Nevertheless, the ministry gave away nearly 850,000 KM for cleaning of some kruks in Tuzla. There was not enough to rehabilitate the whole landfill.
Digging in one’s grave
The Bejhanovićs were digging on the HAK II compound where the level of three heavy metals was high above threshold, according to the Institute for Quality, Standardization and Ecology TQM of Lukavac in its analysis. This May, CIN enlisted the institute to analyze soil samples from the compound.
A professor at the School of Technology in Tuzla, Abdel Đozić, joined CIN on a visit to the compound in order to look for a sample suitable for analysis.
The Institute’s analysis showed that the amount of heavy metal nickel was nearly eight times above the acceptable threshold, while the amounts of cadmium and arsenic topped allowable thresholds by 40 and 60 percent.
“You have to know that arsenic is the king of poisons. It is the most toxic heavy metal that exists,” said Đozić. “Cadmium – it does not have essential functions for the organism. Our organism has no need of it in any biological functions, and it is deposited in bones and damages livers and brains.” Đozić added that the soil was “markedly contaminated with toxic heavy metals.”
Near the compound lie houses and agricultural estates of the neighborhoods of Hudeč, Nikešići and Husino. Wind spreads toxic particles from the landfill over these neighborhoods and farms. With rain, some kruks flows down into underground waters, creeks and rivers that take it to places farther away.
Exposure to these toxic metals can cause life threatening health problems: lung, respiratory and skin cancers, allergies, cardiovascular and kidney diseases.
Tuzla Canton inspector for Environmental Protection Mamery Hajdarević worked in the protection department of the old chemical plant. He said solidified kruks was buried across the factory’s yard, and it was also used as a material for leveling roads and eroded land that belongs to the factory under Husino.
“That means that it’s everywhere. And that’s the story about kruks as well,” said Hajdarević.
In the days when HAK II worked at full capacity, it churned out nearly nine tons of kruks a day – most of which was incinerated for wastewater destruction. However, when the oven was shut down, the dangerous waste was dumped on the factory compound. A smaller amount was incinerated in the Tuzla Coal Power Plant.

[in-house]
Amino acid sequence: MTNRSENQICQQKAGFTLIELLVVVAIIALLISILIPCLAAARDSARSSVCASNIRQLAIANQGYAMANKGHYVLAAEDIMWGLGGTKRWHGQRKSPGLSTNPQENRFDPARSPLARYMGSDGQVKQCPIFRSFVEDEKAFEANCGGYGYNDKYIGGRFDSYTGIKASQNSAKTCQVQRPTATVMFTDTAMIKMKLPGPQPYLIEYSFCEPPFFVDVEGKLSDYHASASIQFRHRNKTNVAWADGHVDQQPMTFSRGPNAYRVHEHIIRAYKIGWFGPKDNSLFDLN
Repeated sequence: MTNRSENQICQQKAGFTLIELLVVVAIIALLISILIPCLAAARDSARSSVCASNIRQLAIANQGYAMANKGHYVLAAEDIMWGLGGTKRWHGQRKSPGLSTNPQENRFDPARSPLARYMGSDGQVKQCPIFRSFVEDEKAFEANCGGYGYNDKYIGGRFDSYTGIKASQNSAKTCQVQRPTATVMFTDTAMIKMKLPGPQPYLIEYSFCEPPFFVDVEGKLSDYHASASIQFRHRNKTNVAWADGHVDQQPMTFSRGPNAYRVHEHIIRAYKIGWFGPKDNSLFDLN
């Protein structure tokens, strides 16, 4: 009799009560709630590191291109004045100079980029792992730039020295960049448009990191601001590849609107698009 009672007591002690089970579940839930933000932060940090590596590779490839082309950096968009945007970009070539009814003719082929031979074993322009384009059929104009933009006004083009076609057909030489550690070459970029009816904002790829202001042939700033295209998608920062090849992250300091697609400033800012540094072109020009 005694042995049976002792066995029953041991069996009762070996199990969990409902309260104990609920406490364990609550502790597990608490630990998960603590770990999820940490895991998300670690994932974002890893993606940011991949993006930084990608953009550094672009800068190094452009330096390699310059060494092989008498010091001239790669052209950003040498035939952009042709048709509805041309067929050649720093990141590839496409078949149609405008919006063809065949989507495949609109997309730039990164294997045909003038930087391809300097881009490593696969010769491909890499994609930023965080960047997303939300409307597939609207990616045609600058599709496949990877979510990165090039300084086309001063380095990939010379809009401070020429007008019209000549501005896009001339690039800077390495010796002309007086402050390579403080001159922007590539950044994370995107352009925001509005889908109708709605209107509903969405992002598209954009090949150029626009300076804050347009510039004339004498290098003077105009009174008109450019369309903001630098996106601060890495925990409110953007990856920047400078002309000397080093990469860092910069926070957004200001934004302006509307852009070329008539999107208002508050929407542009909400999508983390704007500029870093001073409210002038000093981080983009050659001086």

At the end of 80s, local authorities asked the management of HAK I and HAK II to build a landfill within the company’s compound. Kruks that could not have been incinerated in the ovens was deposited in the city landfill, but when inspectors banned this, a pit was dug, about 1,000 square meters with drainage channels to collect water.
More than 2,300 cubic meters of kruks were deposited there, according to the existing regulations, enough to nearly fill an Olympic swimming pool to brim.
Ministry’s unsuccessful attempts
The FBIH environmental protection strategy for 2008-2018, and the Plan for Waste Management for the period between 2012 and 2017 called for achieving several goals in hazardous waste management: building of dumps and landfills for hazardous waste; establishing a register of types and amounts of hazardous waste; setting up industrial incinerators; introducing fees to encourage firms to produce less waste, and rehabilitation of half of the sites where waste was deposited without regulations. This year will see the end of the implementation of goals — which remain goals only.